The president of the United States (POTUS) is the head of state and head of government of the United States of America. The president directs the executive branch of the federal government and is the commander-in-chief of the United States Armed Forces.

Allan Shivers assumed the governorship upon the death of Beauford Jester in July 1949 and was re-elected in 1950, 1952 and 1954, serving for 7 1/2 years, making him the second longest serving Texas governor. Price Daniel was elected to the governorship in 1956 and re-elected in 1958 and 1960 before losing his re-election for an unprecedented fourth term in the 1962 Democratic primary, missing the runoff. John Connally was elected in 1962 and re-elected in 1964 and 1966 before leaving office on January 21, 1969.

Allan Shivers politician

Robert Allan Shivers was an American politician who served as the 37th Governor of Texas. Shivers was a leader of the Texas Democratic Party during the turbulent 1940s and 1950s, and also developed the lieutenant governor's post into an extremely powerful perch in state government.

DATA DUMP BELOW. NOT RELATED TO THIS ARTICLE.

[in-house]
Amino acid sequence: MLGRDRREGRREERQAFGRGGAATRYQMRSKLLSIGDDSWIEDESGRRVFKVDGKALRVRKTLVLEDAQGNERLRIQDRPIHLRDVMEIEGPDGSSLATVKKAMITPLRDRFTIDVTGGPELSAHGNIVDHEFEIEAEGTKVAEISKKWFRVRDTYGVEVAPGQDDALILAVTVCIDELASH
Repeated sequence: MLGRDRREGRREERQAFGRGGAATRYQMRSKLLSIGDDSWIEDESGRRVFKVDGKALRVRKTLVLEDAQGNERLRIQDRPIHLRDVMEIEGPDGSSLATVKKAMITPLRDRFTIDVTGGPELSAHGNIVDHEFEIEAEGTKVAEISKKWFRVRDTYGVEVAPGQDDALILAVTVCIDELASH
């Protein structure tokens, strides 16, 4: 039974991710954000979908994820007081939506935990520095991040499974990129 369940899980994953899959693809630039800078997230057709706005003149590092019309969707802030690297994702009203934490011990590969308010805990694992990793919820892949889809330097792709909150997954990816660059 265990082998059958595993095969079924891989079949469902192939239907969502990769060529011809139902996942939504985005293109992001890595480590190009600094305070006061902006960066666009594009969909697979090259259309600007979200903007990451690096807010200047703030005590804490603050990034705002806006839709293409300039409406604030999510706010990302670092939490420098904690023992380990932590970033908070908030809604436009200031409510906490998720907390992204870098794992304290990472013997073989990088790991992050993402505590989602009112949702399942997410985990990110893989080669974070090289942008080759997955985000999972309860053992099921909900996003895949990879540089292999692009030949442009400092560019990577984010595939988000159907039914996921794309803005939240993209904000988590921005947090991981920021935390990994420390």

Price Daniel American judge

Marion Price Daniel Sr., was a Democratic U.S. Senator and the 38th Governor of the state of Texas. He was appointed by President Lyndon B. Johnson to be a member of the National Security Council, Director of the Office of Emergency Preparedness, and Assistant to the President for Federal-State Relations. Daniel also served as Associate Justice of the Texas Supreme Court.

John Connally politician

John Bowden Connally Jr. was an American politician. He served as the 39th Governor of Texas and as the 61st United States Secretary of the Treasury. He began his career as a Democrat but switched to Republican in 1973.

In the case of a vacancy in the office, the lieutenant governor becomes governor. [12] Prior to a 1999 amendment, the lieutenant governor only acted as governor until the expiration of the term to which he succeeded. [13] [14]

Governors of Spanish Texas

See: List of Texas Governors and Presidents

Governors of Mexican Texas

See: List of Texas Governors and Presidents

Presidents of the Republic of Texas

See: President of the Republic of Texas#List of presidents and vice presidents

Governors of Texas

Number of Governors of Texas by party affiliation
  Democratic 39
  Republican 7
  Unionist 1
  Independent 1
#GovernorTerm in officePartyElectionPrior office Lt. Governor
1 James Pinckney Henderson-p.jpg   James Pinckney Henderson
March 31, 1808 - June 4, 1858
(Aged 50)
February 19, 1846
December 21, 1847
Democratic 1845 Minister to England and France Republic of Texas